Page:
You mentioned the coordination issues before, but with whom? Operators, owners, third parties? And what are the real difficulties?

AT: In terms of construction costs, coordination is exclusively linked to design: how do you fit a magnificent structure into a volume that must accommodate it? It is a coordination that combines technology, decoration, interior design, “FFNI”, uses... At Bouygues, we make sure that our customers do not pay any modifications or have any cost changes when they have not requested any changes. A legitimate fear of the profession is that costs will skyrocket, even though we have not asked for any extra service, object or modification. It requires experience, you have to know how to anticipate, you have to know the product, you have to know how to detect traps, risk areas, so that you can absorb them from the beginning in the construction cost, and as one of the market leaders, you have to integrate them into our cost so that our customers, hotel professionals, or hotel investment professionals, and not real estate professionals, do not have to suffer these coordination defects.

How is investor demand evolving? What are the evolutions and expectations of investors on hotel renovation or creation projects?

JLG: Beyond the fundamentals for investors, which are to become the owner of a hotel that is a business model that allows them to achieve their performance, today if we take a classic 4-star hotel in the Paris region as we understand it compared to what we did ten years ago, the requirements have increased enormously. As Sylvie Bergeret said, everything is sustainable development. For Vinci Immobilier, it is now impossible to develop a hotel without looking at the sustainable development aspect, and this is a reflection that goes beyond certification. It is a global reflection, starting with a reflection on sustainable development, environmental integration and carbon footprint. For us, these are elements that are an obligation and a request from investors, in addition to the overall cost and coordination issues. A second example, a little more technical and which will interest investors, is the “BIM”, the digital model. Today, we do not carry out an operation without an “AMO BIM”, in order to try to guarantee, we are not going to simplify the construction part, but to have a computer tool that is a management tool for the future operation of the building. These are two examples that are requests from investors and that we are working on every day.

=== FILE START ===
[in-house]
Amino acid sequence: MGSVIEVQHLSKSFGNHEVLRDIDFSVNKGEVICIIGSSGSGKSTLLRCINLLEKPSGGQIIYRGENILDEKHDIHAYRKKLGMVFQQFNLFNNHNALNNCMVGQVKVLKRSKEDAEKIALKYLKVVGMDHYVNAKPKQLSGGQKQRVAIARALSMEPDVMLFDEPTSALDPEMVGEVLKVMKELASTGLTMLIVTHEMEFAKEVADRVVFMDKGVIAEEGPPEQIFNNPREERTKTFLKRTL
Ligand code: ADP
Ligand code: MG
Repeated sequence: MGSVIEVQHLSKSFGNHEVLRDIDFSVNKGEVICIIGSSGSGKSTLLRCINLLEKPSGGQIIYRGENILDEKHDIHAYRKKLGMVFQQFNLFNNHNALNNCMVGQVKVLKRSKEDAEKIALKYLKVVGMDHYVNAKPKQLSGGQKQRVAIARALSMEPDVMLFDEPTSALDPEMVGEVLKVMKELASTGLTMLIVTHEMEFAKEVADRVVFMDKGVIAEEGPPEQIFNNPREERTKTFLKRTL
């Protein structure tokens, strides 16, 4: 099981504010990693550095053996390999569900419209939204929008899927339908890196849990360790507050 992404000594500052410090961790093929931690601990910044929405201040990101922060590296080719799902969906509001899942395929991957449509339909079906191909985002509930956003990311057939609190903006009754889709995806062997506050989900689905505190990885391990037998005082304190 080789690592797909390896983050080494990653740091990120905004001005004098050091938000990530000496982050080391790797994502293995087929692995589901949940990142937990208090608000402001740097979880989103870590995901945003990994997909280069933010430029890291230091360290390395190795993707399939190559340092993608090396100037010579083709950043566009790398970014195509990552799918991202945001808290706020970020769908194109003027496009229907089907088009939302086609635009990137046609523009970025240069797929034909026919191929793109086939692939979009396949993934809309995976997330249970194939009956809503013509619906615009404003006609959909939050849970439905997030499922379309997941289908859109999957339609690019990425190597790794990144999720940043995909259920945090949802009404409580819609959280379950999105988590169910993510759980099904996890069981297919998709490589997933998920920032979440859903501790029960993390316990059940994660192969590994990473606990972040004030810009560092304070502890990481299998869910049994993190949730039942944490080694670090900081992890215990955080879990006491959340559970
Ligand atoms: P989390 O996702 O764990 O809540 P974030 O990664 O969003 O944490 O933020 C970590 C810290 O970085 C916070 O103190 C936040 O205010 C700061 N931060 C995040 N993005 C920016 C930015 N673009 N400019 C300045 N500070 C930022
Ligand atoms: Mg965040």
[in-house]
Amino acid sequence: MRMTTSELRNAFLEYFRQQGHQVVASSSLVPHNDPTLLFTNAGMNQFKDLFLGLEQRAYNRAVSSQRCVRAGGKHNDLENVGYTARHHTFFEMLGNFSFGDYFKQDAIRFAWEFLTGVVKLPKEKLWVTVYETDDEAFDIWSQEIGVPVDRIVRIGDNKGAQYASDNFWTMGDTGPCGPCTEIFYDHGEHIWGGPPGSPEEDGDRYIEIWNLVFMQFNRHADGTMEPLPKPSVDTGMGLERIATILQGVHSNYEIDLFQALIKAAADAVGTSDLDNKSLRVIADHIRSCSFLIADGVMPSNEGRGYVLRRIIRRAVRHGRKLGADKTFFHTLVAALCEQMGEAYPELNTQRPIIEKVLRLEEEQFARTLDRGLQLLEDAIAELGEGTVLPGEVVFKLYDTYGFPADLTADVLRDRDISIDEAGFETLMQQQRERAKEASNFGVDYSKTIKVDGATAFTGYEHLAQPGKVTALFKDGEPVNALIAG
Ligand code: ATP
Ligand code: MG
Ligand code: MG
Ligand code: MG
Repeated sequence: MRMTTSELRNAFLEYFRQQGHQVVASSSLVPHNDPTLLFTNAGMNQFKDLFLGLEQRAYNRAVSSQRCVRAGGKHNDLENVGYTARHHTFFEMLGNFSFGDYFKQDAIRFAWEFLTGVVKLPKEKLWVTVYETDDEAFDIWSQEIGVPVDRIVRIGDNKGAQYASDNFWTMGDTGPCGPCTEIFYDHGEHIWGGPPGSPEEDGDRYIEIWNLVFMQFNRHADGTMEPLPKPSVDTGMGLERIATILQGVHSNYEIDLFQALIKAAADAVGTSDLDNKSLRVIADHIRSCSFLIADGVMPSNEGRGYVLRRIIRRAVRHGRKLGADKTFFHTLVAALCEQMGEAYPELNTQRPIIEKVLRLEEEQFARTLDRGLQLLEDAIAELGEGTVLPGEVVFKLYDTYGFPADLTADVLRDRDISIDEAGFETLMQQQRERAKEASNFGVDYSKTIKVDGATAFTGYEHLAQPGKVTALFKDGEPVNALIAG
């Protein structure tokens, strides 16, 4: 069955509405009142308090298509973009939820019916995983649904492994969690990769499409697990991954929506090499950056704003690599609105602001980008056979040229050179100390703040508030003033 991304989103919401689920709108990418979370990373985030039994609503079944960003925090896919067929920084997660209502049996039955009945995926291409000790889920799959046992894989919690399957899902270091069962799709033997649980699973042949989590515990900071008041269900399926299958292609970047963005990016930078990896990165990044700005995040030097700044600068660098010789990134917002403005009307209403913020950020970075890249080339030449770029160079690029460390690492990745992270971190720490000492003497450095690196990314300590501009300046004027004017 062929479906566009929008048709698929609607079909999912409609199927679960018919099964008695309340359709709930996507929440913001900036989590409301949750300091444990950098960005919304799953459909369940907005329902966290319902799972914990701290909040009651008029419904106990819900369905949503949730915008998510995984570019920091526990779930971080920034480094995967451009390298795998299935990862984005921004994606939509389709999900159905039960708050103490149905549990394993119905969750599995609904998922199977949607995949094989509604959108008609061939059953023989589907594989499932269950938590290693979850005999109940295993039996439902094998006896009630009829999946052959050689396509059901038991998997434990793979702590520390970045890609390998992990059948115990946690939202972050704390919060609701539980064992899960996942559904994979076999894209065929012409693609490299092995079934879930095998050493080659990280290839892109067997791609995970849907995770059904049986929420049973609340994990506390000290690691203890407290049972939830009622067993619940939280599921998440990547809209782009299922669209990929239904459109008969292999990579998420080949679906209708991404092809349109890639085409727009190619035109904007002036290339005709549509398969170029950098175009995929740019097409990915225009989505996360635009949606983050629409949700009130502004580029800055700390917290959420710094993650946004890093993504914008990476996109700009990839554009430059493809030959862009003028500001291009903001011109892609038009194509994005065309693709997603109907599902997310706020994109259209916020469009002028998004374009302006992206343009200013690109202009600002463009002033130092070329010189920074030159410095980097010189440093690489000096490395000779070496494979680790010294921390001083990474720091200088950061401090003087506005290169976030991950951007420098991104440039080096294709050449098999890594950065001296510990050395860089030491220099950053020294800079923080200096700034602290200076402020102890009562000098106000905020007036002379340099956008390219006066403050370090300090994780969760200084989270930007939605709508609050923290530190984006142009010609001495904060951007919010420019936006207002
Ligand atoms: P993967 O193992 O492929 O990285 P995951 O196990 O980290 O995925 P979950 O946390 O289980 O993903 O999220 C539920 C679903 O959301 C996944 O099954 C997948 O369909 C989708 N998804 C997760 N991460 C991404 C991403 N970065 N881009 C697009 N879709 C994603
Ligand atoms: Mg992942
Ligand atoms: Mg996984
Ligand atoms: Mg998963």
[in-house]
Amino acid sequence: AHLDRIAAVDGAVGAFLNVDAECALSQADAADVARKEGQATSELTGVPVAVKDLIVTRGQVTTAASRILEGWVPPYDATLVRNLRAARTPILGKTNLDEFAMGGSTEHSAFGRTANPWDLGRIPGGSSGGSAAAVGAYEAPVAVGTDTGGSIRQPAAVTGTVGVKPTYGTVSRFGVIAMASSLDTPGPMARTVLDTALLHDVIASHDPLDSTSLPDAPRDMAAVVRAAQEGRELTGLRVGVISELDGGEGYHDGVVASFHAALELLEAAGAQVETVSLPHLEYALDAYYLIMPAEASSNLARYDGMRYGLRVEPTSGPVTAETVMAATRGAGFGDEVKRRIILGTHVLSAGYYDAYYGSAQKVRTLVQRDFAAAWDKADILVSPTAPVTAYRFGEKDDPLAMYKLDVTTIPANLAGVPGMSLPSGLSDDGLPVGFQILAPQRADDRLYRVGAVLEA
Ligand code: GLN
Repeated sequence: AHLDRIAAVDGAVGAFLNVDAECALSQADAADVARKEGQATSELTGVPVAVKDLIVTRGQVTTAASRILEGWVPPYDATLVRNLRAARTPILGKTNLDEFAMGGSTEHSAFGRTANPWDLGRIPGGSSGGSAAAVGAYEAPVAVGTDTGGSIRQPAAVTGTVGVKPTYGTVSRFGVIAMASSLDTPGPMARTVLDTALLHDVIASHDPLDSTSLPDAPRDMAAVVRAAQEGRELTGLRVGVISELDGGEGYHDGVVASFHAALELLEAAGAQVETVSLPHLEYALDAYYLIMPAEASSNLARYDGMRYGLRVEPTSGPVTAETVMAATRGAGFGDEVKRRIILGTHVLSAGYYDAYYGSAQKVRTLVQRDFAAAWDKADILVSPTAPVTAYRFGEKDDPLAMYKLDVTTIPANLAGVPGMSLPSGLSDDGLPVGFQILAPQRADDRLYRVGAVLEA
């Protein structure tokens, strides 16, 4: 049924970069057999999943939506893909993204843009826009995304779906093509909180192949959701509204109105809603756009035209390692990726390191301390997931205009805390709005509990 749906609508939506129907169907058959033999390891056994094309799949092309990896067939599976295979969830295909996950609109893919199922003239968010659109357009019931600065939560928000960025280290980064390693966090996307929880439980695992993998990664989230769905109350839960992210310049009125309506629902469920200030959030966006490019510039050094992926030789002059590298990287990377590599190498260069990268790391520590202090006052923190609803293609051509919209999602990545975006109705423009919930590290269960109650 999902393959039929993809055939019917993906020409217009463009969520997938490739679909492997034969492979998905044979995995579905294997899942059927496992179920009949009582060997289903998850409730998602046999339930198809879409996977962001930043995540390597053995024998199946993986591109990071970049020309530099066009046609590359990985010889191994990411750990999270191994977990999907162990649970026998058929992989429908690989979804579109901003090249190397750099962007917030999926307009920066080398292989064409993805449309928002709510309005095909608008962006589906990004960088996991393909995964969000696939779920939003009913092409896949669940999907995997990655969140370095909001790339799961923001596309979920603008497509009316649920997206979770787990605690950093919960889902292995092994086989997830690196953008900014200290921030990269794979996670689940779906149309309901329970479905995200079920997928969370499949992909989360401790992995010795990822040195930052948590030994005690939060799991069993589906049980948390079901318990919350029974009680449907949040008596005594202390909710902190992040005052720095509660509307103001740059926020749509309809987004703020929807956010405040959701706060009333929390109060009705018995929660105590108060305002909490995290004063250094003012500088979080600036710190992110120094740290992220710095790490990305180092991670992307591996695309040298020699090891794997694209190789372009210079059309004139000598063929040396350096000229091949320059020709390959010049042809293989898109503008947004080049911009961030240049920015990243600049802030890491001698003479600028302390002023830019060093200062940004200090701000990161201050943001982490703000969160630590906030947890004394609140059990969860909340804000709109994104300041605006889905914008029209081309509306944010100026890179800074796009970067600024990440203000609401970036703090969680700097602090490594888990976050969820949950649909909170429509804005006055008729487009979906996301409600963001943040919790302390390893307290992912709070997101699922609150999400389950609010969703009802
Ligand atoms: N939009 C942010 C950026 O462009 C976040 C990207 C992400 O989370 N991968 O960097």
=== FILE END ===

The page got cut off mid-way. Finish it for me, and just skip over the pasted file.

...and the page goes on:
Can you give some examples of equipment, services or recommendations in terms of sustainable development?

JLG: In terms of sustainable development, the easiest way is always to insulate the building. When you do a building that is insulated from the outside and inside, you have done 80% of the work. For the digital model, it is still in progress, but the ideal would be for this “BIM” model to allow the technical management of a hotel to press a button and have the reference, the price and the supplier of a door handle, a kitchen element, a curtain... every time they have to change something. 

AT: I would like to add two more themes: the circular economy, which is a key phenomenon in the act of building, since it aims to improve the management of our waste - let us remember that the construction industry is responsible for 70% of the world's waste, and we have a zero waste objective in our projects with the three leaders in French construction; and the CSR-circular economy impact is major in the guarantee of deadlines, because it has an immediate lever on everything that is logistical since more and more prefabrication, deconstruction, the construction model of classic schemes is done off-site, so we have zero empty trucks, so we contribute to an improvement in the rate and emissions of carbon, we have less incoming waste and therefore less outgoing waste. Finally, the superposition of tasks really allows us to reduce the time and guarantee it since the risks outside are still much less numerous than inside a site.